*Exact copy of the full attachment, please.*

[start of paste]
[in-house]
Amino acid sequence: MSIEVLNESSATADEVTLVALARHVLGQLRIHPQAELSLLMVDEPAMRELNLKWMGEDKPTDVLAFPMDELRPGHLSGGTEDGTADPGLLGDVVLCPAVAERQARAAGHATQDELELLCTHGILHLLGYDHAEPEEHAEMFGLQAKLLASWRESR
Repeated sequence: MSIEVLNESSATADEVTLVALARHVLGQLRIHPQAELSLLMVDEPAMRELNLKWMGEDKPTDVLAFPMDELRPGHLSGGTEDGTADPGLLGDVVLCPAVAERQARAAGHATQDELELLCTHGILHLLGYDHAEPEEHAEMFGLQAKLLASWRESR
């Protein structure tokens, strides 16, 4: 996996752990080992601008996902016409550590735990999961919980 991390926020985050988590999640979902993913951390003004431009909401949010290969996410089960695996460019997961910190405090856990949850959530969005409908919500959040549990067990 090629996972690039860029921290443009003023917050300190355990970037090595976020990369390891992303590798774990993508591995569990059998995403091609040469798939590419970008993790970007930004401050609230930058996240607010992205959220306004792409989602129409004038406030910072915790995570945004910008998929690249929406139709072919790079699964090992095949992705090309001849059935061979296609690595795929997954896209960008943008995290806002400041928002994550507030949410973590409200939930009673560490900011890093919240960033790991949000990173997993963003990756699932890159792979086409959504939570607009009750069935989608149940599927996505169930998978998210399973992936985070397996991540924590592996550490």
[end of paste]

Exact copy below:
[in-house]
Amino acid sequence: MSIEVLNESSATADEVTLVALARHVLGQLRIHPQAELSLLMVDEPAMRELNLKWMGEDKPTDVLAFPMDELRPGHLSGGTEDGTADPGLLGDVVLCPAVAERQARAAGHATQDELELLCTHGILHLLGYDHAEPEEHAEMFGLQAKLLASWRESR
Repeated sequence: MSIEVLNESSATADEVTLVALARHVLGQLRIHPQAELSLLMVDEPAMRELNLKWMGEDKPTDVLAFPMDELRPGHLSGGTEDGTADPGLLGDVVLCPAVAERQARAAGHATQDELELLCTHGILHLLGYDHAEPEEHAEMFGLQAKLLASWRESR
């Protein structure tokens, strides 16, 4: 996996752990080992601008996902016409550590735990999961919980 991390926020985050988590999640979902993913951390003004431009909401949010290969996410089960695996460019997961910190405090856990949850959530969005409908919500959040549990067990 090629996972690039860029921290443009003023917050300190355990970037090595976020990369390891992303590798774990993508591995569990059998995403091609040469798939590419970008993790970007930004401050609230930058996240607010992205959220306004792409989602129409004038406030910072915790995570945004910008998929690249929406139709072919790079699964090992095949992705090309001849059935061979296609690595795929997954896209960008943008995290806002400041928002994550507030949410973590409200939930009673560490900011890093919240960033790991949000990173997993963003990756699932890159792979086409959504939570607009009750069935989608149940599927996505169930998978998210399973992936985070397996991540924590592996550490």